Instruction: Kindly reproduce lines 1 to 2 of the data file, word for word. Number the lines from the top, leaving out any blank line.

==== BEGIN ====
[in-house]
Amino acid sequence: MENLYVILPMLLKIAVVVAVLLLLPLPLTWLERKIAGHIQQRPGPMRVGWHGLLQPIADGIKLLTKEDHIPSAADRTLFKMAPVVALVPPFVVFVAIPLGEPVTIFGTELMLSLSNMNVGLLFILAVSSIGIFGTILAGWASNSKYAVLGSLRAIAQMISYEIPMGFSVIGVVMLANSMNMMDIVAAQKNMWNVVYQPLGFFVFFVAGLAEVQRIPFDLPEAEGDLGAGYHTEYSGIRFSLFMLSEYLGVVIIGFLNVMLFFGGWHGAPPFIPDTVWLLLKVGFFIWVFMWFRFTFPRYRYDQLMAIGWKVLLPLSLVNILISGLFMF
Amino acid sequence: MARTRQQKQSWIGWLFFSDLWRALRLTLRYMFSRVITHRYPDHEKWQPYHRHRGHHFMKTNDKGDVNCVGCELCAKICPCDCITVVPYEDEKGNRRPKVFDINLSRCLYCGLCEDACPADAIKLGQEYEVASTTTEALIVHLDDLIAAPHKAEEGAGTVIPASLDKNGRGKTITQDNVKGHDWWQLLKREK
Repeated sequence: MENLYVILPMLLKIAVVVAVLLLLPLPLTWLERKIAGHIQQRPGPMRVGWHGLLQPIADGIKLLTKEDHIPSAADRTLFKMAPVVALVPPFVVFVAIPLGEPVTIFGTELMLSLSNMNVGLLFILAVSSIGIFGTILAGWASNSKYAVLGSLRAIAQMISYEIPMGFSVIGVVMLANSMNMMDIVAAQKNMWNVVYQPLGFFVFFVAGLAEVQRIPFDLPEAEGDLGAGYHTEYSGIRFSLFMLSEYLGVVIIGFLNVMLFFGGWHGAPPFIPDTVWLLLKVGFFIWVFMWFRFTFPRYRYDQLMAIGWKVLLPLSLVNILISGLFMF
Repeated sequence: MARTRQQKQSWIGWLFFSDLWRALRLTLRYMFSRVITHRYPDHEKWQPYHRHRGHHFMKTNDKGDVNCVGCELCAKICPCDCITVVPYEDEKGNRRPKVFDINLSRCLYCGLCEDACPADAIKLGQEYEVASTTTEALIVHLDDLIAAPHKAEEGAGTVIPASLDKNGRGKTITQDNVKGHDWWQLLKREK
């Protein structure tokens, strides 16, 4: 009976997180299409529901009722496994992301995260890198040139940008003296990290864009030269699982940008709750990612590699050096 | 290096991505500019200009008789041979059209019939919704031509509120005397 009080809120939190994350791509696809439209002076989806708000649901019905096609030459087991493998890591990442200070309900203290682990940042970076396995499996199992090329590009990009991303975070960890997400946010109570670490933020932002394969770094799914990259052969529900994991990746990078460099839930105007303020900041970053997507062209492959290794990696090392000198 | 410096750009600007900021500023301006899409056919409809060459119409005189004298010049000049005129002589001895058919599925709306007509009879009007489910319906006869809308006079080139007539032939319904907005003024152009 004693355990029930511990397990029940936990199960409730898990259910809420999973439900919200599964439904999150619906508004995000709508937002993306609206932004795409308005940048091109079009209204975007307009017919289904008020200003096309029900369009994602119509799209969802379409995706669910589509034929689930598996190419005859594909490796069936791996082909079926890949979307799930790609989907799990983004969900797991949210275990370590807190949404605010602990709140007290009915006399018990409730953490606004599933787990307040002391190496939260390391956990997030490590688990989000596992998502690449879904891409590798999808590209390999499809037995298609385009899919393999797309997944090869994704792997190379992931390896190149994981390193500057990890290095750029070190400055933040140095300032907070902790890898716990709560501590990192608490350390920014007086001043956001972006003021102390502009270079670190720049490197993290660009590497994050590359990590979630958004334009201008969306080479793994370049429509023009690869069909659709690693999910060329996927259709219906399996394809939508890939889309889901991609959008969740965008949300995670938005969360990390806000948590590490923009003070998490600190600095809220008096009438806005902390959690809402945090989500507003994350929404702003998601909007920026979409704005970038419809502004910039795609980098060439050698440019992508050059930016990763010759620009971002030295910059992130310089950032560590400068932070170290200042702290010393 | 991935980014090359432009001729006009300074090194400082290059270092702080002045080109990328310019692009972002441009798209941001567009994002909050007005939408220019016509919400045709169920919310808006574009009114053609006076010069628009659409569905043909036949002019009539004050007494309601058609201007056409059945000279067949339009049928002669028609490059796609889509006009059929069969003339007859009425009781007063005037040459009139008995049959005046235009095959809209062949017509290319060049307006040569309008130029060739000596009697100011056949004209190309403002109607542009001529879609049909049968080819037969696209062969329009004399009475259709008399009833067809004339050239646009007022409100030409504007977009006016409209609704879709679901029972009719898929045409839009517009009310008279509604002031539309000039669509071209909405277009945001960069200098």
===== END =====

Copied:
[in-house]
Amino acid sequence: MENLYVILPMLLKIAVVVAVLLLLPLPLTWLERKIAGHIQQRPGPMRVGWHGLLQPIADGIKLLTKEDHIPSAADRTLFKMAPVVALVPPFVVFVAIPLGEPVTIFGTELMLSLSNMNVGLLFILAVSSIGIFGTILAGWASNSKYAVLGSLRAIAQMISYEIPMGFSVIGVVMLANSMNMMDIVAAQKNMWNVVYQPLGFFVFFVAGLAEVQRIPFDLPEAEGDLGAGYHTEYSGIRFSLFMLSEYLGVVIIGFLNVMLFFGGWHGAPPFIPDTVWLLLKVGFFIWVFMWFRFTFPRYRYDQLMAIGWKVLLPLSLVNILISGLFMF